While the remaining seven Wildcats only saw the court sparingly this season, they each made their impact on the team. Some suffered injuries while others earned their stripes as younger players hoping to earn more minutes in the future.
Here’s how Northwestern’s bench faired in its 2019-2020 season.
Sancataldo missed considerable time in her sophomore season while rehabbing from a knee injury suffered last season. The Australian sharpshooter showed what she is capable of in her freshman year, shooting 41 percent from beyond the arc in 19 games before being sidelined.
In her sophomore season, however, she only appeared in eight matchups for an average of three minutes—usually at the tail end of blowouts. In her limited play time, she averaged 0.8 points per game.
However, she has the chance to be a major contributor for the ‘Cats next season. Sancataldo can feasibly play any position from shooting guard to power forward, but Joe McKeown will likely try and develop her into a stretch four. As a 6-foot sharpshooter, she has a shot of filling the void left by Abi Scheid’s departure.
Rainey made the most of her opportunities in her freshman year. The freshman speedster struggled to score the ball but showcased a lot of athleticism and energy.
The Illinois native appeared in 13 games this season, mostly during the non-conference portion of the schedule. Averaging just over three minutes, she was good for about 0.7 points a game. However, her presence on the court often provided a jumpstart to the team as she continually hustled and tore through defenders with her speedy ball-handling skills. She will have a chance to compete with Satterwhite for more minutes next season.
After missing all of the 2018-2019 season due to injury, Satterwhite made a triumphant return in her redshirt sophomore season. She failed to put the ball in the basket much but appeared in over 60 percent of NU’s games this season. She averaged over five minutes and 0.7 points per game. Satterwhite will likely play a lead role as a point guard in the second unit next season.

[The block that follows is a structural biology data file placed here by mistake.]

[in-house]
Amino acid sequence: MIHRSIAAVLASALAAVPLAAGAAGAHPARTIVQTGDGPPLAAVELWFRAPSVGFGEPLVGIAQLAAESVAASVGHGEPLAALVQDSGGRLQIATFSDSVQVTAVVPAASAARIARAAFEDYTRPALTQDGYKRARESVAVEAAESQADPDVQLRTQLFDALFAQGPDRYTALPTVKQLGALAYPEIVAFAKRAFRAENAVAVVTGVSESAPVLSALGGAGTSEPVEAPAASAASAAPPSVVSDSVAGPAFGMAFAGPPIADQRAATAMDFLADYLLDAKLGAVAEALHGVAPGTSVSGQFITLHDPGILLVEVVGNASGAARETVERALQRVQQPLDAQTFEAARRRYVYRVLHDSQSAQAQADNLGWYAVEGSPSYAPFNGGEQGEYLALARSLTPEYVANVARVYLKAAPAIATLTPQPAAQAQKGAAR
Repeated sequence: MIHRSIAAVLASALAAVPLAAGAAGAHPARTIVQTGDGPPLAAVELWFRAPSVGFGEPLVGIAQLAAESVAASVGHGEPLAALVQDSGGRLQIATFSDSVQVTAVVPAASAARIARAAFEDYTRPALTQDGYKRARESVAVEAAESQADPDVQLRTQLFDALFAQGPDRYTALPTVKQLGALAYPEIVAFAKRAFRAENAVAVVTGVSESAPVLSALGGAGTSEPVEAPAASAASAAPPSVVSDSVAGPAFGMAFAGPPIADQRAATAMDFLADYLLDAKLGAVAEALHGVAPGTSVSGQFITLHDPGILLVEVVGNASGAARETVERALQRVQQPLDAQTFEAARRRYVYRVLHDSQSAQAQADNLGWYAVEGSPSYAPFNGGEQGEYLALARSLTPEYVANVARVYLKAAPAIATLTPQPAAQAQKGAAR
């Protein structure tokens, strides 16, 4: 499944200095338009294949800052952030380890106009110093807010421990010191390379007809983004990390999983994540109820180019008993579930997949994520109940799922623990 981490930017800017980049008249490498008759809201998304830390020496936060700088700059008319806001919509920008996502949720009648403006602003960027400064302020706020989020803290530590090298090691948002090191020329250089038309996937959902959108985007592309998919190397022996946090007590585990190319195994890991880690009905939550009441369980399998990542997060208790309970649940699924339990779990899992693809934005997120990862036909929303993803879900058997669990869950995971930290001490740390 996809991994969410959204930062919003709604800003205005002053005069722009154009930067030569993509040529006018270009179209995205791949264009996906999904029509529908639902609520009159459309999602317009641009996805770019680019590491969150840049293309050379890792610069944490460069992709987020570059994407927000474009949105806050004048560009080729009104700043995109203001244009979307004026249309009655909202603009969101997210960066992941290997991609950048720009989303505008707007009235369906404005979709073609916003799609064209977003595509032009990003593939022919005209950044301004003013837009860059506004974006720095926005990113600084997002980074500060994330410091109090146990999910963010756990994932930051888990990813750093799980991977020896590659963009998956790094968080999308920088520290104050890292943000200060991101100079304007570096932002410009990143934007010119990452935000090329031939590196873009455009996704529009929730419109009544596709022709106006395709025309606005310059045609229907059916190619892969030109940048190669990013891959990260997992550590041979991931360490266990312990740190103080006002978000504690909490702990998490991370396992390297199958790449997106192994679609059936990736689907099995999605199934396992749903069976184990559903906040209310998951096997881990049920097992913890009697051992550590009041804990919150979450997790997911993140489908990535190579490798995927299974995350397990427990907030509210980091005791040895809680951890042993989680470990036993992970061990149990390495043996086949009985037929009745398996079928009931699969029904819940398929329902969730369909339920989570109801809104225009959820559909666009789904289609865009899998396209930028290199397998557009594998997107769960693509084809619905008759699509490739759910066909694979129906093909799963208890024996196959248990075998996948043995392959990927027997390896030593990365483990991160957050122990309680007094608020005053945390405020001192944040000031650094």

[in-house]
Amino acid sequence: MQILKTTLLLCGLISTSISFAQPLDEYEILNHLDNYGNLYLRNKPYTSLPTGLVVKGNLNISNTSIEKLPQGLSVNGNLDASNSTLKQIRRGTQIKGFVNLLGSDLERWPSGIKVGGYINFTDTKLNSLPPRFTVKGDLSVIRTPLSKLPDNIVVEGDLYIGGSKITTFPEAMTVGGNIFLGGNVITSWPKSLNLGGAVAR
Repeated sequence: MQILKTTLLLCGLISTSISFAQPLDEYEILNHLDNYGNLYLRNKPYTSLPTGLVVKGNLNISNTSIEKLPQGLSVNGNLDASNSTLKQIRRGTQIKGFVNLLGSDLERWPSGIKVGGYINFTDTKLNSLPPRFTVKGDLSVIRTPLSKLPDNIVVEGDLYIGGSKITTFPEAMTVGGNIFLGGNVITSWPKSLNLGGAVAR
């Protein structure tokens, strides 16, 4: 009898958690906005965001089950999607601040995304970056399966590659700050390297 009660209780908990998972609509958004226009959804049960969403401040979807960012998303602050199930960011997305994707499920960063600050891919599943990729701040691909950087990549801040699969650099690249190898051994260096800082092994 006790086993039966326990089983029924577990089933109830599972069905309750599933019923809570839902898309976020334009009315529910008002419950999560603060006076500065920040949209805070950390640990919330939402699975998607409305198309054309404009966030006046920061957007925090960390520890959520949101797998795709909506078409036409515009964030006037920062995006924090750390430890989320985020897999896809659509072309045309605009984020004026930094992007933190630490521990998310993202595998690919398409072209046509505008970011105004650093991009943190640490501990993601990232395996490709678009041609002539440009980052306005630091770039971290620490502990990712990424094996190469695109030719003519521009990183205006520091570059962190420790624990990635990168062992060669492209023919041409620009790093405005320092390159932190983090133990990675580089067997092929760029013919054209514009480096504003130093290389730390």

Hopkins unfortunately did not get the senior year for which she hoped. After averaging 14 minutes per game in her junior season, Hopkins sustained a season-ending injury during non-conference play against Dartmouth and never recovered to see the court again. She only appeared in five games this season for an average of 5.4 minutes per game before being sidelined. Her presence inside certainly could’ve been used by this Wildcat team to relieve Abi Scheid and Abbie Wolf, especially deep into conference play.
Nonetheless, Hopkins continued to lead from the bench and certainly had a lasting impact on her teammates.
The walk-on played only three times in her junior season for an average of 2.2 minutes. She found her way into the stat book, recording a single assist against Dartmouth.
Jamison suffered a similar fate to that of Hopkins. After appearing in 10 of Northwestern’s first 11 games, she was sidelined for the rest of the year by an injury after the first game of conference play. She shot 100 percent (6-6) from the free throw line and added 16 rebounds.
As the most experienced player on the roster, the fifth year senior had an emotional goodbye before the ‘Cats beat Illinois to win the Big Ten Championship. Her presence both on and off the court will surely be missed.
As a top-40 recruit out of high school, Hartman didn’t get much of an opportunity to show her skills during her freshman season. Only appearing in 13 games this season, she averaged just over three minutes per game, charting 0.8 points a matchup.
While she sits behind a stacked group of guards, at 5-foot-11, Hartman could find more minutes contributing at the four next season with the departure of Scheid, most likely competing with incoming freshman Anna Morris and Jordan Hamilton for a spot in McKeown’s starting lineup.